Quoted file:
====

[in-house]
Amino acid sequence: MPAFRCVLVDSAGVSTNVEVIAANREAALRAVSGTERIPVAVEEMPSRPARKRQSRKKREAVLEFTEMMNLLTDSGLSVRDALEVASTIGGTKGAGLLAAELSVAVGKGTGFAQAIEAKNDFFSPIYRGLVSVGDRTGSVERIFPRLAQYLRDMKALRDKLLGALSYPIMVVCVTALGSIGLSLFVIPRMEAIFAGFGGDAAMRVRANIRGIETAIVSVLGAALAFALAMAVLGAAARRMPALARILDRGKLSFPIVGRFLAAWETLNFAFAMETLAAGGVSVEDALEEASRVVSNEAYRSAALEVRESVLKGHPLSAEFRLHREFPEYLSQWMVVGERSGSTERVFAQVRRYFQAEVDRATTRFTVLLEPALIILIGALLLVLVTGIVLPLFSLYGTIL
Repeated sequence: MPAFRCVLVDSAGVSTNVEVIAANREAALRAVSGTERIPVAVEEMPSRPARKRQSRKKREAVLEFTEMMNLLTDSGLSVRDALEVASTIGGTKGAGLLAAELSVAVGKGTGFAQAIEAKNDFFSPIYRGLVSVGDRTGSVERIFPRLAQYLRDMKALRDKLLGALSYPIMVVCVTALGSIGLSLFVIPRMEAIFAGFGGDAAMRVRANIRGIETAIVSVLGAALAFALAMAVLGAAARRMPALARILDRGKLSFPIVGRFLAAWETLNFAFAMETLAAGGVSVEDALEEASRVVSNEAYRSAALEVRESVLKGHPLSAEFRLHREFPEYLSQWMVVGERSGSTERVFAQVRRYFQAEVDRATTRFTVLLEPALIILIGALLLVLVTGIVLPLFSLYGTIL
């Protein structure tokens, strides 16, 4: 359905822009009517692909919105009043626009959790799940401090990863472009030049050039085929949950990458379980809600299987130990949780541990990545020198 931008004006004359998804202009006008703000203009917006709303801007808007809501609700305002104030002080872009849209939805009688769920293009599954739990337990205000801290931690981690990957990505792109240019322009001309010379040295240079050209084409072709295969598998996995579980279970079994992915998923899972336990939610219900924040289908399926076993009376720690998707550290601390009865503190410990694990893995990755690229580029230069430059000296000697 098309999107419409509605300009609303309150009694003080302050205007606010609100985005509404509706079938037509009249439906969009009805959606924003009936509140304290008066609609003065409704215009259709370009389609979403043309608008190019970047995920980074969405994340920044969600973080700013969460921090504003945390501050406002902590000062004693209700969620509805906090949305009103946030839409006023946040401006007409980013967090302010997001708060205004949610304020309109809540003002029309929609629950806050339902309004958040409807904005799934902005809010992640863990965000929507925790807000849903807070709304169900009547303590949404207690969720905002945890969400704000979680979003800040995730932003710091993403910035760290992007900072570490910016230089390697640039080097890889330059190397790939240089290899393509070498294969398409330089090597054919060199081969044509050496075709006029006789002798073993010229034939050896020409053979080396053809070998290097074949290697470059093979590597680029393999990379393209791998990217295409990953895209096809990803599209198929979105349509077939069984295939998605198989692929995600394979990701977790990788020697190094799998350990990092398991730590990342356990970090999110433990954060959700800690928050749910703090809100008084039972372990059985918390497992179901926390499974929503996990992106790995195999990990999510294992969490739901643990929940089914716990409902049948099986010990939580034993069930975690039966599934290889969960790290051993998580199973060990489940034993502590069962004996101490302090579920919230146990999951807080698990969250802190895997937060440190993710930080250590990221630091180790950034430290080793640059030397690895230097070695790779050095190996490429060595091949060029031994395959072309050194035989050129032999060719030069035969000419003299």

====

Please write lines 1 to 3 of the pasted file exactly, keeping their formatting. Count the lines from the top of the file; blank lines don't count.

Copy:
[in-house]
Amino acid sequence: MPAFRCVLVDSAGVSTNVEVIAANREAALRAVSGTERIPVAVEEMPSRPARKRQSRKKREAVLEFTEMMNLLTDSGLSVRDALEVASTIGGTKGAGLLAAELSVAVGKGTGFAQAIEAKNDFFSPIYRGLVSVGDRTGSVERIFPRLAQYLRDMKALRDKLLGALSYPIMVVCVTALGSIGLSLFVIPRMEAIFAGFGGDAAMRVRANIRGIETAIVSVLGAALAFALAMAVLGAAARRMPALARILDRGKLSFPIVGRFLAAWETLNFAFAMETLAAGGVSVEDALEEASRVVSNEAYRSAALEVRESVLKGHPLSAEFRLHREFPEYLSQWMVVGERSGSTERVFAQVRRYFQAEVDRATTRFTVLLEPALIILIGALLLVLVTGIVLPLFSLYGTIL
Repeated sequence: MPAFRCVLVDSAGVSTNVEVIAANREAALRAVSGTERIPVAVEEMPSRPARKRQSRKKREAVLEFTEMMNLLTDSGLSVRDALEVASTIGGTKGAGLLAAELSVAVGKGTGFAQAIEAKNDFFSPIYRGLVSVGDRTGSVERIFPRLAQYLRDMKALRDKLLGALSYPIMVVCVTALGSIGLSLFVIPRMEAIFAGFGGDAAMRVRANIRGIETAIVSVLGAALAFALAMAVLGAAARRMPALARILDRGKLSFPIVGRFLAAWETLNFAFAMETLAAGGVSVEDALEEASRVVSNEAYRSAALEVRESVLKGHPLSAEFRLHREFPEYLSQWMVVGERSGSTERVFAQVRRYFQAEVDRATTRFTVLLEPALIILIGALLLVLVTGIVLPLFSLYGTIL